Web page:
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Outreach Programs




Outreach Programs



Rural Health Outreach Fund (RHOF)

The aim of RHOF is to improve health outcomes for people living in regional, rural and remote locations by supporting the delivery of outreach health activities.


Medical Outreach Indigenous Chronic Disease Program (MOICDP)

The aim of MOICDP is to improve access to health services for Aboriginal and Torres Strait Islander people living with chronic disease. Multidisciplinary clinical services are provided by a range of health professionals including medical specialists, GPs, nurses and allied health professionals, for best practice chronic disease prevention, treatment, management and follow-up.


Visiting Optometrists Scheme (VOS)

First established in 1975, VOS supports optometrists to deliver outreach optometric services to locations which would not otherwise have ready access to primary eye care.


Ear and Eye Surgical Support Program (EESS)

EESSS aims to reduce the instances of avoidable blindness and deafness in Aboriginal and Torres Strait Islander populations through expediting access to eye and/or ear surgery.  Patients who reside in MM3 – MM7 locations are eligible for EESS services.


Healthy Ears, Better Hearing, Better Listening (HEBHBL)

The aim of the HEBHBL program is to increase access to a range of ear and hearing health services for Aboriginal and Torres Strait Islander children, youth and young adults (0-21 years) for the prevention, diagnosis, treatment and management of ear and hearing health conditions. There are no MMM location restrictions to access this service.


Aboriginal Eye Health Coordination (AEHC) Program

In addition to outreach programs that deliver clinics, RDN implements the AEHC Program that is designed to improve the coordination of eye health services for Aboriginal people in NSW and the ACT. This is achieved by forming partnerships, identifying needs and implementing solutions.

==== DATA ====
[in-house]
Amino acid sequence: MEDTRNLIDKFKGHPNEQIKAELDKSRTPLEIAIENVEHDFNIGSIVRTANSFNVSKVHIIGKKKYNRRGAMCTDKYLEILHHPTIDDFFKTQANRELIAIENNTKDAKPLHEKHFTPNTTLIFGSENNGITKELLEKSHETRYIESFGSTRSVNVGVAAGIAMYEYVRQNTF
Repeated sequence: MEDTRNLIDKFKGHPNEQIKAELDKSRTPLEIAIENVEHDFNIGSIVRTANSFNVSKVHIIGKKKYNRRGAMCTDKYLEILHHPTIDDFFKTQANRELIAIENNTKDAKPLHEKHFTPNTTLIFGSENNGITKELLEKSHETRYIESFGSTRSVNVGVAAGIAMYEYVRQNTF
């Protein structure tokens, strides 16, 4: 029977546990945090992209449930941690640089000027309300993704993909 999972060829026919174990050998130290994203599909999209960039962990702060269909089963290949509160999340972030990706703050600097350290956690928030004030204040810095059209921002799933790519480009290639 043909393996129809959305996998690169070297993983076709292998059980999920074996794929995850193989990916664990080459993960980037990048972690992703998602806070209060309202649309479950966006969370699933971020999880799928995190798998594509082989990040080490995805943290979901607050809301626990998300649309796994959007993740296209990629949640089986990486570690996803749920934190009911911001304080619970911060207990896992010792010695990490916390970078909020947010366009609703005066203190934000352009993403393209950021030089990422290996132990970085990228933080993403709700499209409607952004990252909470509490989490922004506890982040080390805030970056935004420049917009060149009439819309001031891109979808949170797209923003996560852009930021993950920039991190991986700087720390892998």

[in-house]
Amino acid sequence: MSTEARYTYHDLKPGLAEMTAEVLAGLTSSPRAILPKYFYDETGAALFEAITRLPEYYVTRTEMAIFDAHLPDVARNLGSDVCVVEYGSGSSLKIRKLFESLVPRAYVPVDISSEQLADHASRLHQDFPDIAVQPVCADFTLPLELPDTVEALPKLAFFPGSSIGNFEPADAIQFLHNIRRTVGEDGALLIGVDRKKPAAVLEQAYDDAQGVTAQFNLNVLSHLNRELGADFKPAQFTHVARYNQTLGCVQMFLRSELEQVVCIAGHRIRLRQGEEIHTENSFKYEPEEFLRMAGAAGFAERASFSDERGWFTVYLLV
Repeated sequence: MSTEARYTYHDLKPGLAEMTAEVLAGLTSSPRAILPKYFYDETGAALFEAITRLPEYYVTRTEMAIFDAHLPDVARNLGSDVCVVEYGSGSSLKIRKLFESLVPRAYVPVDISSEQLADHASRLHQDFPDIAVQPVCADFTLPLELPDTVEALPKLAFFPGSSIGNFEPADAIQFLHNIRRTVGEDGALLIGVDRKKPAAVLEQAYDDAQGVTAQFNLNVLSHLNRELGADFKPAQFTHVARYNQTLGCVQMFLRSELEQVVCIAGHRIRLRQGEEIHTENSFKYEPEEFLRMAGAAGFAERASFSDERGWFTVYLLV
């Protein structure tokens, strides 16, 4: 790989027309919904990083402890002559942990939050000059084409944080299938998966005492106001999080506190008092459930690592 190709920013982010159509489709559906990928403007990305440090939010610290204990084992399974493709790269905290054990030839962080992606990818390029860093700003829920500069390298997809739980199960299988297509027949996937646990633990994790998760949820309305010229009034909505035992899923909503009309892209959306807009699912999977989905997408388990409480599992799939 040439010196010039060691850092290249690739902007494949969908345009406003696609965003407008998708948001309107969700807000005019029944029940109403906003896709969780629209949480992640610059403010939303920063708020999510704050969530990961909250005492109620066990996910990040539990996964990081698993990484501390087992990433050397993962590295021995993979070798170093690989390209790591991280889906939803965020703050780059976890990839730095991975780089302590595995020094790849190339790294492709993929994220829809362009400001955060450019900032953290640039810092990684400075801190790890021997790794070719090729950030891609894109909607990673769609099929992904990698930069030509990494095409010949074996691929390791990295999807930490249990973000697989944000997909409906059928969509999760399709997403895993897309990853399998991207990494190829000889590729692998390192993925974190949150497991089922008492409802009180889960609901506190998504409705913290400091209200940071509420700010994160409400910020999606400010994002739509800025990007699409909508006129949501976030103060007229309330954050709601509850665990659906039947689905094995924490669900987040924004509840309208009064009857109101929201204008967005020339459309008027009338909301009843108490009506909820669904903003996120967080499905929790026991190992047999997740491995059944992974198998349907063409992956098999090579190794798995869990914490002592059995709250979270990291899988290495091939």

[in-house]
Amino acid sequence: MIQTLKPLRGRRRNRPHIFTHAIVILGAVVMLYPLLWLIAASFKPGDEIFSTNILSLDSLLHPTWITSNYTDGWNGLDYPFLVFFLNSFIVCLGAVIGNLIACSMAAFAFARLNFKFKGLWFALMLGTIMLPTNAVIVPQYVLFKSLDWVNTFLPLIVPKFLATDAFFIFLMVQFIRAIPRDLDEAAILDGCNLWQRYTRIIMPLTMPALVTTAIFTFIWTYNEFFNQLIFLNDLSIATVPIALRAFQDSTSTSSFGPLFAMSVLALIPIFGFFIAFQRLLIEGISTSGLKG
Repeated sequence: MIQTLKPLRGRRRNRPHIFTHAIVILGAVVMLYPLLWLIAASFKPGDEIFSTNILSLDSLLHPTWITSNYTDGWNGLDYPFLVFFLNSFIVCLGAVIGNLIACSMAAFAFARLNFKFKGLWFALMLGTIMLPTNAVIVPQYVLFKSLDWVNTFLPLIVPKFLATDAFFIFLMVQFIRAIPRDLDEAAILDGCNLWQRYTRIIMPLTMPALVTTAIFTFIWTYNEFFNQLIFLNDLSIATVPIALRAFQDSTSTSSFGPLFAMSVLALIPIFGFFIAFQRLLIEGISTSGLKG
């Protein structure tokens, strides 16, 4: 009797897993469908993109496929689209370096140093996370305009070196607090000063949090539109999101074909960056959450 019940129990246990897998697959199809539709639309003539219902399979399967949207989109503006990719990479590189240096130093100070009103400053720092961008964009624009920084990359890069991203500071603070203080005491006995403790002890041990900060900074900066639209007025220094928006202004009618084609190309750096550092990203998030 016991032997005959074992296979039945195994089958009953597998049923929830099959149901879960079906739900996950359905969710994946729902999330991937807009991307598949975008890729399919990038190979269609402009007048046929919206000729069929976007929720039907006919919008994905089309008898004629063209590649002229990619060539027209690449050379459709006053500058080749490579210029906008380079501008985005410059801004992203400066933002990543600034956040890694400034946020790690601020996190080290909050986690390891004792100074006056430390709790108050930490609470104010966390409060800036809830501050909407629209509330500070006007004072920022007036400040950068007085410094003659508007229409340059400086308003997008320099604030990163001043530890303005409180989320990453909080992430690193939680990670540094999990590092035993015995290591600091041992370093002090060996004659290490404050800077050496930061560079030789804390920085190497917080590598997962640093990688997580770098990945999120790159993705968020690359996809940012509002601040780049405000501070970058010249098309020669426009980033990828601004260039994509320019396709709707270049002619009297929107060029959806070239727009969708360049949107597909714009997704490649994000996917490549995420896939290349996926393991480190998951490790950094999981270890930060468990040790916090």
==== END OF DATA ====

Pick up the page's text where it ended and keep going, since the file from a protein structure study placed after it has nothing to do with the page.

RDN’s AEHC Program has developed stakeholder groups in more than a dozen regions that comprise ACCHSs, LHDs, PHNs, NGOs and other eye health stakeholders. These regional groups identify priority gaps in eye health pathways for Aboriginal people and seek solutions that may include an outreach service, negotiated referral arrangements with local providers or other systems improvements.

A statewide Advisory Group for Aboriginal Eye Health has also been formed as part of the AEHC Program and includes key state and national eye health stakeholders that inform policy through their respective networks provide input to the program.


Ear Health Coordination Program (EHC)

The Aboriginal Health and Medical Research Council (AH&MRC) and NSW Rural Doctors Network (RDN) have partnered to deliver the Department of Health’s Ear Health Coordination Program in NSW and the ACT.
The primary objective of the Ear Health Coordination Program (EHC) is to enhance the monitoring and treatment of ear and hearing health in primary care. A particular focus is to support access to quality, culturally safe ear and hearing health services for Aboriginal and Torres Strait Islander children before they commence primary school and youth. It is anticipated that the activities delivered over the lifetime of the project will contribute to improving the coordination of services that support and respond to the ear health needs of Aboriginal children across NSW and the ACT at both state and regional levels. 


Western NSW Eye Health Partnership (WEHP)

The Western NSW Eye Health Partnership is a collaborative partnership with ACCHSs, LHD, PHN and NGOs that aims to increase access to eye health services and improve vision and eye health for Aboriginal people across the Western NSW region. Partners work together within an integrated framework drawing on local knowledge, and work with stakeholders across the region to achieve more equitable support and culturally responsive pathways to eye health for Aboriginal people. The Partnership aims to increase access and delivery of eye services to reduce the rate of avoidable vision loss in Aboriginal people in Western NSW. This program is funded by the Fred Hollows Foundation


What is a MM score?

The Modified Monash Model (MMM) defines an area according to geographical remoteness and town size. The model measures on a scale of Modified Monash (MM) category MM 1 to MM 7. MM 1 is a major city and MM 7 is very remote. You can find out the MM score of your town by searching the Heath Workforce Locator.


RDN is funded by the Australian Government Department of Health and Aged Care (DHAC) to administer the delivery of health Outreach services to regional, remote and Aboriginal communities in New South Wales (NSW) and the Australian Capital Territory (ACT). We also collaborate with other organisations and funding bodies to support Outreach projects.